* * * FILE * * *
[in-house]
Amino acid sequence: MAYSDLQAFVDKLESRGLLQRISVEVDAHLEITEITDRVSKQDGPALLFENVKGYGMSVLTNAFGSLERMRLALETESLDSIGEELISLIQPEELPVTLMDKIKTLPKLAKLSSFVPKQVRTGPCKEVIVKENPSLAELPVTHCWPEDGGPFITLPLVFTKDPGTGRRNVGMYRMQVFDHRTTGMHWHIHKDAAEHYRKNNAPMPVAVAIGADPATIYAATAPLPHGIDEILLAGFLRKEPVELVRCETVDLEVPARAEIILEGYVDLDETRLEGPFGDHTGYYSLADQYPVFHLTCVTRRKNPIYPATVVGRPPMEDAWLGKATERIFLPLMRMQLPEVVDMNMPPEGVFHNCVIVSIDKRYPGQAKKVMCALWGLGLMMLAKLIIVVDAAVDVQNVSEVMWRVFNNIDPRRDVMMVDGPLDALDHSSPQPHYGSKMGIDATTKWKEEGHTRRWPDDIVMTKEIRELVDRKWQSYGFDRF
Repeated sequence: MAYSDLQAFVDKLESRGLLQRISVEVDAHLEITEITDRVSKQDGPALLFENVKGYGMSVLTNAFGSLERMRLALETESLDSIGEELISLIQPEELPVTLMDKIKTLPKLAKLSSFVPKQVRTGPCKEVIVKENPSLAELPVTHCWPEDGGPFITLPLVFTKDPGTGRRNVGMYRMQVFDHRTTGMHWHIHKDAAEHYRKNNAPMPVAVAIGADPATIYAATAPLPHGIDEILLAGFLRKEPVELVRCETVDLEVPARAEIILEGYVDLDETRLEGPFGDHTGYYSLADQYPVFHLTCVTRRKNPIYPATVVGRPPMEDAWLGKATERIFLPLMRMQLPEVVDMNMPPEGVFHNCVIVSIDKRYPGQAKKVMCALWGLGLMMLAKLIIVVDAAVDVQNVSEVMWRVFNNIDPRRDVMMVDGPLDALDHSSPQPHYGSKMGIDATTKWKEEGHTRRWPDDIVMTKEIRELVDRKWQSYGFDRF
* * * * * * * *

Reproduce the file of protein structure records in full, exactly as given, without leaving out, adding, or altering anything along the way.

[in-house]
Amino acid sequence: MAYSDLQAFVDKLESRGLLQRISVEVDAHLEITEITDRVSKQDGPALLFENVKGYGMSVLTNAFGSLERMRLALETESLDSIGEELISLIQPEELPVTLMDKIKTLPKLAKLSSFVPKQVRTGPCKEVIVKENPSLAELPVTHCWPEDGGPFITLPLVFTKDPGTGRRNVGMYRMQVFDHRTTGMHWHIHKDAAEHYRKNNAPMPVAVAIGADPATIYAATAPLPHGIDEILLAGFLRKEPVELVRCETVDLEVPARAEIILEGYVDLDETRLEGPFGDHTGYYSLADQYPVFHLTCVTRRKNPIYPATVVGRPPMEDAWLGKATERIFLPLMRMQLPEVVDMNMPPEGVFHNCVIVSIDKRYPGQAKKVMCALWGLGLMMLAKLIIVVDAAVDVQNVSEVMWRVFNNIDPRRDVMMVDGPLDALDHSSPQPHYGSKMGIDATTKWKEEGHTRRWPDDIVMTKEIRELVDRKWQSYGFDRF
Repeated sequence: MAYSDLQAFVDKLESRGLLQRISVEVDAHLEITEITDRVSKQDGPALLFENVKGYGMSVLTNAFGSLERMRLALETESLDSIGEELISLIQPEELPVTLMDKIKTLPKLAKLSSFVPKQVRTGPCKEVIVKENPSLAELPVTHCWPEDGGPFITLPLVFTKDPGTGRRNVGMYRMQVFDHRTTGMHWHIHKDAAEHYRKNNAPMPVAVAIGADPATIYAATAPLPHGIDEILLAGFLRKEPVELVRCETVDLEVPARAEIILEGYVDLDETRLEGPFGDHTGYYSLADQYPVFHLTCVTRRKNPIYPATVVGRPPMEDAWLGKATERIFLPLMRMQLPEVVDMNMPPEGVFHNCVIVSIDKRYPGQAKKVMCALWGLGLMMLAKLIIVVDAAVDVQNVSEVMWRVFNNIDPRRDVMMVDGPLDALDHSSPQPHYGSKMGIDATTKWKEEGHTRRWPDDIVMTKEIRELVDRKWQSYGFDRF